Crickets as indicators of ecological succession in tropical
Anso, Jeremy et al. (2022), Crickets as indicators of ecological succession in tropical, Dryad, Dataset, https://doi.org/10.5061/dryad.2280gb5w3
Cricket (Ensifera, Grylloidea) are not commonly used as ecological indicators in contrary to other Orthoptera (e.g. grasshoppers and katydids). However, they are sensitive to environmental changes and abundant in tropical regions. To evaluate if crickets are relevant bioindicators of tropical ecosystems, we investigated cricket assemblages along a tropical ecological gradient. We collected crickets during both day and night in southern New Caledonia for three stages of an ecological succession: open shrubland, preforest and forest. Simultaneously, we measured several environmental variables, such as temperature and relative humidity, at each sampling site. Cricket species assemblages showed a clear response to ecological succession. The highest and lowest species richness and abundances of individuals were respectively found in forest and shrubland, with species specialized in each ecological stage revealing the conservation value of each of these stages. Similar results were found when considering only the part of cricket communities with ability to acoustically communicate. This work is part of a larger research program about Neocaledonian crickets and contributes to support the use of acoustic approaches to monitor tropical environments. In conclusion, these findings highlight the potential value of crickets as an environmental indicator in tropical ecosystems. The results also contribute to the discussion of the intrinsic conservational value of shrublands in New Caledonia and similar ecotypes.
Cricket communities were studied in the southern region of Grande Terre, the main island of New Caledonia, an archipelago located in the Southwest Pacific Ocean. Sites were selected along the same geological ultramafic substrate at low altitude (231 ± 66 m). To study ecological succession on cricket fauna, three vegetation stages—forest, preforest and shrubland—were considered. Four sites were chosen within each stage for a total of twelve sites.
Crickets were collected between November 2013 and April 2014. In each of the twelve sites selected, two squared parcels with 10 m sides were delimited. Sampling was performed under clear sky meteorological conditions from hours 0900 to 1700 by day, and 1900 to 0000 by night. On each parcel, crickets were collected using a same collection method of ten 30 minute sessions, with five total collections by day and five by night. Crickets were located using both sight and song cues in the field only based on human perceptions, which is the most appropriate sampling method for crickets.
For each individual, activity (e.g. singing, eating, mating, resting) and microhabitat (e.g. trunk, leaf litter, vegetation, rocks, height from ground) were noted before the capture.
Specimens are deposited in the Museum national d’Histoire naturelle de Paris with a reference collection in the Nouméa IRD center in New Caledonia. Species identifications were performed in lab by comparison to the specimens in the deposited collections and using the classification derived from the extensive molecular phylogeny of crickets (Chintauan-Marquier et al., 2016). Based on previous taxonomic description including acoustic production (i.e. Desutter-Grandcolas et al. 2016 and Anso et al. 2016b), we were able to attribute to each species a presence or absence of singing abilities.
Of the 1,030 individuals collected, 54 were discarded. These specimens were not identifiable to the species level because of their destruction due to unfavorable conservation conditions (56%) or from the absence of morphological information for crickets in the juvenile development stage (44%).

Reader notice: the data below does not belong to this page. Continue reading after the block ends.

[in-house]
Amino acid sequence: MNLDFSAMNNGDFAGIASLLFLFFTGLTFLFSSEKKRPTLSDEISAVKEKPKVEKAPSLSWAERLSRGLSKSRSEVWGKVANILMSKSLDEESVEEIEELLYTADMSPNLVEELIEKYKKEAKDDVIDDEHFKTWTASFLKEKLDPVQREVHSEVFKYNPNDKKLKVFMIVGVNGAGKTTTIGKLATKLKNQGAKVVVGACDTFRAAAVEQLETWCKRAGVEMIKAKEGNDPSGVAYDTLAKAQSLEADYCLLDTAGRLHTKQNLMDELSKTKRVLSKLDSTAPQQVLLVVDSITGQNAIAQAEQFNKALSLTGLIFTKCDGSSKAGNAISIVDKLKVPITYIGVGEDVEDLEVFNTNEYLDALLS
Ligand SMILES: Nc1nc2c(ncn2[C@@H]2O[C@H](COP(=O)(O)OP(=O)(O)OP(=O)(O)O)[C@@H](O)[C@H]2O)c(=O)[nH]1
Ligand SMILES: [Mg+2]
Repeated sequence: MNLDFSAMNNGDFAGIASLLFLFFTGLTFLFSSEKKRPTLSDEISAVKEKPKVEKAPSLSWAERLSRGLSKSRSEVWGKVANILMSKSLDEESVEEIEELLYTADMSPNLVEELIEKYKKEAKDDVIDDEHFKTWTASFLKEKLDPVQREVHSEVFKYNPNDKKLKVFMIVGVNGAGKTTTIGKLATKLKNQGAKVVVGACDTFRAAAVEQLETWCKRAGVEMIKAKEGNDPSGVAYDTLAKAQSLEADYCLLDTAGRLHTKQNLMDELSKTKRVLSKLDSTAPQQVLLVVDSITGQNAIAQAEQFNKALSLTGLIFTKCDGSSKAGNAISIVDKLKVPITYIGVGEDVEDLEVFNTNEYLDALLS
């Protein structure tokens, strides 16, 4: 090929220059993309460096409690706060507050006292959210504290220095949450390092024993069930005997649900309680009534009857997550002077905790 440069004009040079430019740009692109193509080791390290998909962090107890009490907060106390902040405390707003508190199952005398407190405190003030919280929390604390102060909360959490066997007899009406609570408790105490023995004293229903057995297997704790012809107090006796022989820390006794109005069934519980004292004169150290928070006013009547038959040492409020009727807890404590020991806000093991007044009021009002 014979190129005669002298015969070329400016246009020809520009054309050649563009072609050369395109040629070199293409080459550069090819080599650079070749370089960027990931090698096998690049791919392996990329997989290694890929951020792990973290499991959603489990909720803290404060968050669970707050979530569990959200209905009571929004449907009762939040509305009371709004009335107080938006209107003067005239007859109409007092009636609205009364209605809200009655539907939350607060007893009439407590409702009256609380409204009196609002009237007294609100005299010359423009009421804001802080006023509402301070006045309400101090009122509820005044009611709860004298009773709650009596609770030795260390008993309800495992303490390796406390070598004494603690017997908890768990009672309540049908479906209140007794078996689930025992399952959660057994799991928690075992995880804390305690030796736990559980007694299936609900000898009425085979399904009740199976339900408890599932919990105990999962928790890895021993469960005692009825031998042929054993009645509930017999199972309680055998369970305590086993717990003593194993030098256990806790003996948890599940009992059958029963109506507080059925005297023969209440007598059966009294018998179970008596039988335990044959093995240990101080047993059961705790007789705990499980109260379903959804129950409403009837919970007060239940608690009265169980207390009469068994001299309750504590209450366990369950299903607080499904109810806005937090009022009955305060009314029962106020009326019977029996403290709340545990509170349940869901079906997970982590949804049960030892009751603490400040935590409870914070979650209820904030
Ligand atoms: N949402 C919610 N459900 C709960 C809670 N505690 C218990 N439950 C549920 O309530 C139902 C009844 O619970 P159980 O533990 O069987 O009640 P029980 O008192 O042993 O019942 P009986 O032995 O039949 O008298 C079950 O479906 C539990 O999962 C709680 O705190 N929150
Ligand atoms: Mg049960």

During cricket sampling, environmental attributes were measured in each parcel, including: the percentage of bare ground, the percentage of three vegetation layers (herbaceous, shrub and tree), the number and diameter (dbh) of stems, the vegetation height, and the plant species richness. Canopy openness was extracted from photos taken with a 180° hemispherical (fisheye) lens in each parcel corner and in its center. From the photos, canopy openness was then calculated using the Gap Light Analyzer software (version 2.0, Simon Fraser University, Cary Institute of Ecosystem Studies) by estimating the percentage of light in the forest overstorey (Frazer et al., 1999). Daily temperature (°C) and relative humidity (%) were recorded every 30 minutes during 15 days at a 50 cm height above the ground using waterproof thermo-hygrometer sensors (HOBO U23 Pro v2; HOBOware software).
Table S1: Crickets inventory. Details of species identification, time, date and location of collected specimens as well as their position in the vegetation at the moment of their collection. “NA” indicates an unknown information associated to the sex or the stage of development of the specimen.
Table S2: Environmental data with the following abbreviations: HER for Herbaceous layer, SHR for shrub layer, TRE for tree layer, BAR for bare ground, VH for vegetation height, DN for number of stems, DBH for number and diameter of stems, CO for canopy openness, RI for vegetation richness, MT for mean temperature, HT for maximum temperature, LT for minimum temperature, DT for daily temperature variation, MH for mean humidity, LH for minimum humidity, and DH for daily humidity variation.
Table S3: List of complete name species of crickets identified during the taxonomic inventory.
The tables 1 and 2 are in csv and can be open with several software including Libre office or Excel.
Tha table 3 is a docx and can be open by Word or Libre office Writter.
Government of New Caledonia
Agence Nationale de la Recherche, Award: JE 288/7-1
Grand Observatoire du Pacifique Sud, Award: AAP GOPS 2013
National Museum of Natural History of Paris